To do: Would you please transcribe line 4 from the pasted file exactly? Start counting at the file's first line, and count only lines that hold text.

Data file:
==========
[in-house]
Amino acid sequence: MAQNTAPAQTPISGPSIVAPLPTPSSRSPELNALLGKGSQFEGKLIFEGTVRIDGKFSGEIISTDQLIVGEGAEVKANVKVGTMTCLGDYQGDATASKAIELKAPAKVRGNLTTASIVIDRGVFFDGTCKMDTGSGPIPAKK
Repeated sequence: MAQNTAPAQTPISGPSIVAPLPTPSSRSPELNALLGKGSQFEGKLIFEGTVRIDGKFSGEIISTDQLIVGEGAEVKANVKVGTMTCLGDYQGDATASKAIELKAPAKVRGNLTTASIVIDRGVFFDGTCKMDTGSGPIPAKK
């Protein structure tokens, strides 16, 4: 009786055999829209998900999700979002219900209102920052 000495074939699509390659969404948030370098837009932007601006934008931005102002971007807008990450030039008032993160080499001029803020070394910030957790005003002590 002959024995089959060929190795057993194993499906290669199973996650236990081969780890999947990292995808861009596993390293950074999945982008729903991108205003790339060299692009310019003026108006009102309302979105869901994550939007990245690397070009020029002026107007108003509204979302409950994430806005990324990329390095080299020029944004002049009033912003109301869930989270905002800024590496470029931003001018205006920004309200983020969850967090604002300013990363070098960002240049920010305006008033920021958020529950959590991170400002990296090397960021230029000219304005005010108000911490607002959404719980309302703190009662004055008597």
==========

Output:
């Protein structure tokens, strides 16, 4: 009786055999829209998900999700979002219900209102920052 000495074939699509390659969404948030370098837009932007601006934008931005102002971007807008990450030039008032993160080499001029803020070394910030957790005003002590 002959024995089959060929190795057993194993499906290669199973996650236990081969780890999947990292995808861009596993390293950074999945982008729903991108205003790339060299692009310019003026108006009102309302979105869901994550939007990245690397070009020029002026107007108003509204979302409950994430806005990324990329390095080299020029944004002049009033912003109301869930989270905002800024590496470029931003001018205006920004309200983020969850967090604002300013990363070098960002240049920010305006008033920021958020529950959590991170400002990296090397960021230029000219304005005010108000911490607002959404719980309302703190009662004055008597």